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  • Anonymous
      Post count: 93172

      Morning Warriors,

      We see this question asked almost every day. We answer that it is hard to say because different labs use different levels for measurement. The NGDF had Dr. Larry Levin, write Bulletin 48. Understanding Your Blood Tests by Larry Levin, M.D.

      It is a frank discussion of the blood tests for Graves’ and what they mean. Could be a great bulletin to order and have when you review your blood tests or to use to talk to your doctor about the types of tests you need or are being recommended.

      The URL is

      The bulletin is well done.

      On-line Facilitator

        Post count: 93172

        I was wondering what the dif was btwn T3, T4 and free T3, T4.

        I also wanted to mention that thanks to people on the BB, I now have the strength to resume the pursuit of a good endo. I am meeting my 4th endo next Wednesday and was hoping I could get some advice as to what to bring with me and what questions to ask. I have not seen one since I was diagnosed last year. Should I just see if I like him or should I get copies of bloodwork from my GP and take them with me? I have no idea really. I am also worried about sounding like a crazy person and asking too much the first time I meet him. Help Please?!!


          Post count: 93172

          There is a really good NGDF bulletin (#48) called “Understanding Your Blood Tests”, written by a doctor. When you join the NGDF, I recommend you select this one as one of the free bulletins you receive with membership. You can join and/or order bulletins directly from the NGDF homepage.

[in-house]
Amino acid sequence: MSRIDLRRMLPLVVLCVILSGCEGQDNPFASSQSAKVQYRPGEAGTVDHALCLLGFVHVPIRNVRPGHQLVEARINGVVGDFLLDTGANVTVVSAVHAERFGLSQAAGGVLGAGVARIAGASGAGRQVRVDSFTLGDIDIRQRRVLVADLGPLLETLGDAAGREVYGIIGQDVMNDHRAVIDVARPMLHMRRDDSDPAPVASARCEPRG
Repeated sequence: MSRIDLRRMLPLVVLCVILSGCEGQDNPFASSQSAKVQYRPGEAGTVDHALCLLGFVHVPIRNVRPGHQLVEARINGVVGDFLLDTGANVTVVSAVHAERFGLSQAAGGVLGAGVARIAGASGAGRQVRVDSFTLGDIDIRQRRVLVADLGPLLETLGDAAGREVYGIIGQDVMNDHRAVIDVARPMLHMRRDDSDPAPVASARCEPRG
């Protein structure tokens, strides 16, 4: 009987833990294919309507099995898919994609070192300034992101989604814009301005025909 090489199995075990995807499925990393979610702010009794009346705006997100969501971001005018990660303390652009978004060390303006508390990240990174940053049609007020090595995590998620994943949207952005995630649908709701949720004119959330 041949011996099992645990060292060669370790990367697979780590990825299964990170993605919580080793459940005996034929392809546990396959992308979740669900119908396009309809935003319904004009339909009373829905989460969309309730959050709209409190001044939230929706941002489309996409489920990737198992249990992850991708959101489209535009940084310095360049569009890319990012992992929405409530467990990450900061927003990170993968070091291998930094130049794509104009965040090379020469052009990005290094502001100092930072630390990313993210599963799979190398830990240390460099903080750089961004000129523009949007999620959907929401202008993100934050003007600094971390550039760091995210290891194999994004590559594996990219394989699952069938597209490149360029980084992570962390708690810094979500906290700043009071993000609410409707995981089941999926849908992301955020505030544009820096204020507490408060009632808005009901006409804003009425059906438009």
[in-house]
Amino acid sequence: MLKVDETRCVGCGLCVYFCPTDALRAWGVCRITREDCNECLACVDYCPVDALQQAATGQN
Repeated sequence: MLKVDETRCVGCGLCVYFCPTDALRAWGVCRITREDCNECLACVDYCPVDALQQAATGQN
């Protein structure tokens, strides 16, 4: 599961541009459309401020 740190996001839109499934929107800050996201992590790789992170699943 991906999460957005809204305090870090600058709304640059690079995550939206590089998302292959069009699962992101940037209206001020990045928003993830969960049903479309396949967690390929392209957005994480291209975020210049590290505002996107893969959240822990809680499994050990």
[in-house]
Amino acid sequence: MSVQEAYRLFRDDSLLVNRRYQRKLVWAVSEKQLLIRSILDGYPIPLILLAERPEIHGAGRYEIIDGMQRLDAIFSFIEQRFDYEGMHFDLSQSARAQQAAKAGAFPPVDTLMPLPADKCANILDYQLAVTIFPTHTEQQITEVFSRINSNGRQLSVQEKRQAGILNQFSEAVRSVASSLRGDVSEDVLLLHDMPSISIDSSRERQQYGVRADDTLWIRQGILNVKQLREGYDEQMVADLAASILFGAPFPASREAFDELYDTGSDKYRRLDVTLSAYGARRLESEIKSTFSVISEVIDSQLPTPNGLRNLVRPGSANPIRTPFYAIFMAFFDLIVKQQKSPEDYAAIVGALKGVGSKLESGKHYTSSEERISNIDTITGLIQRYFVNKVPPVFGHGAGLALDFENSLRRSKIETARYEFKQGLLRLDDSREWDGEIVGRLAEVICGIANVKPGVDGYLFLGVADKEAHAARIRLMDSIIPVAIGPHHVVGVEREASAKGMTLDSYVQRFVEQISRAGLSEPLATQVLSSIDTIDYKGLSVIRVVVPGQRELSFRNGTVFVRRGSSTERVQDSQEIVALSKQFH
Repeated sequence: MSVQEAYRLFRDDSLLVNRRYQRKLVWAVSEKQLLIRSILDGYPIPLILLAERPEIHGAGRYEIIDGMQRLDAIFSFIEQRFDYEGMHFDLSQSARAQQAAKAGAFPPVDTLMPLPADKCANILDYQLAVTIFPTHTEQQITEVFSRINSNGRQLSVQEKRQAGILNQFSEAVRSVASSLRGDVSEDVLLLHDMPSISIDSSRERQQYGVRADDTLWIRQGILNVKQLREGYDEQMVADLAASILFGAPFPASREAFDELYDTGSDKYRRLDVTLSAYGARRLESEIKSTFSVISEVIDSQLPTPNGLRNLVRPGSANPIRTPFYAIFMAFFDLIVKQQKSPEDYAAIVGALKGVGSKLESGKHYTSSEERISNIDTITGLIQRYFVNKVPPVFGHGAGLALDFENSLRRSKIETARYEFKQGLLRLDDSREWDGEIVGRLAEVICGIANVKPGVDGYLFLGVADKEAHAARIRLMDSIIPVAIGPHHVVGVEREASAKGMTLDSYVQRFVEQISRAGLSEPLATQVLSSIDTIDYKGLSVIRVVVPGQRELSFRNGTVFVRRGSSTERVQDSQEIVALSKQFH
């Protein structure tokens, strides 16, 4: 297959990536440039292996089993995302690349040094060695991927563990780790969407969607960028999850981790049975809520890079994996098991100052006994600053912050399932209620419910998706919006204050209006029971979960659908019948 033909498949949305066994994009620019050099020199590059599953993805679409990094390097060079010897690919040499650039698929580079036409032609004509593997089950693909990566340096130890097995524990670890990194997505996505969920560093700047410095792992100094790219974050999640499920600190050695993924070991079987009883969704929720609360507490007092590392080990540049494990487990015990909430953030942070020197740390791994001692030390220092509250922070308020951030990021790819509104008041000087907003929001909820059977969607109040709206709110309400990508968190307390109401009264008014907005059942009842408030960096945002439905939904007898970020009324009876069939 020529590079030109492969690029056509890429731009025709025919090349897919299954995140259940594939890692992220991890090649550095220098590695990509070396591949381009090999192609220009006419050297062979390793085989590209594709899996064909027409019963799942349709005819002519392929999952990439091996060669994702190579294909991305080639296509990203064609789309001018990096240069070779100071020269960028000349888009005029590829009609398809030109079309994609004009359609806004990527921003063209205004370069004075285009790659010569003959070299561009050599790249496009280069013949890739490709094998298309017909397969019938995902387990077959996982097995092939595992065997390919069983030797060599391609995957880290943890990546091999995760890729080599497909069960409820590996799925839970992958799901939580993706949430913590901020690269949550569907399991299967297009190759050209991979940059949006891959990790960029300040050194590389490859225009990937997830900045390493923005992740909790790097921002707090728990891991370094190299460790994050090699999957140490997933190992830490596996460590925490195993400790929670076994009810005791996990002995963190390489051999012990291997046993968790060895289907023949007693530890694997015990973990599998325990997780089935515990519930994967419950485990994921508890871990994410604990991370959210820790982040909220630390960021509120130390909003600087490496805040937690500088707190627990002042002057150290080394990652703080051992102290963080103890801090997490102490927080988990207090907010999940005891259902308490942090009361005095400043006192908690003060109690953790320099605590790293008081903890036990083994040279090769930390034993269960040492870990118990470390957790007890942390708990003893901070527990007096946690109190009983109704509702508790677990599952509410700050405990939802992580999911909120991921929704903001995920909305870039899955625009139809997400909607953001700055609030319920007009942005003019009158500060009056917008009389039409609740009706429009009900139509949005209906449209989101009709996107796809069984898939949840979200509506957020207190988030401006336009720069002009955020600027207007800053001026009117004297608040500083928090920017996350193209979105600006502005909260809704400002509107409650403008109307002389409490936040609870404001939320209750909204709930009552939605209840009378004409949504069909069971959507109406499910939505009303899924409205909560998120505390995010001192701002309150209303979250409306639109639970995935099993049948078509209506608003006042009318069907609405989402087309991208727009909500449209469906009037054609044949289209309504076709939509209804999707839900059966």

Basically Free T4 and Free T3 are the levels of hormones circulating in your blood that are active, and not bound to proteins. Total T4 and T3 include the hormones that are bound, and therefore inactive. For this reason, most endos use the Free T4 and Free T3 to determine whether treatment is adequate for either hyper or hypothyroidism.

          As for seeing your new endo, I think it would be helpful to take copies of any lab work you have from the past. He will probably take control of the visit, so be sure to have a list of the questions you’d most like answered before you leave, and let him know you have this list if he ends the visit before your questions are answered.

          I suggest you ask him if he’s open to allowing you to participate in treatment choices and share copies of all lab work. Ask if he listens to how the patient feels when making medication adjustments, or if he targets a specific part of the “normal range”. I’m not sure if you already have a treatment choice in mind, but if you do, ask if he’ll go along with it. If there are aspects of any of the treatments you’re afraid of, ask about those. His responses to some of these questions should give you a good indication whether you want to continue to see him.

          Best wishes and let us know how it goes.
          Dianne W
          NGDF Asst. Online Facilitator

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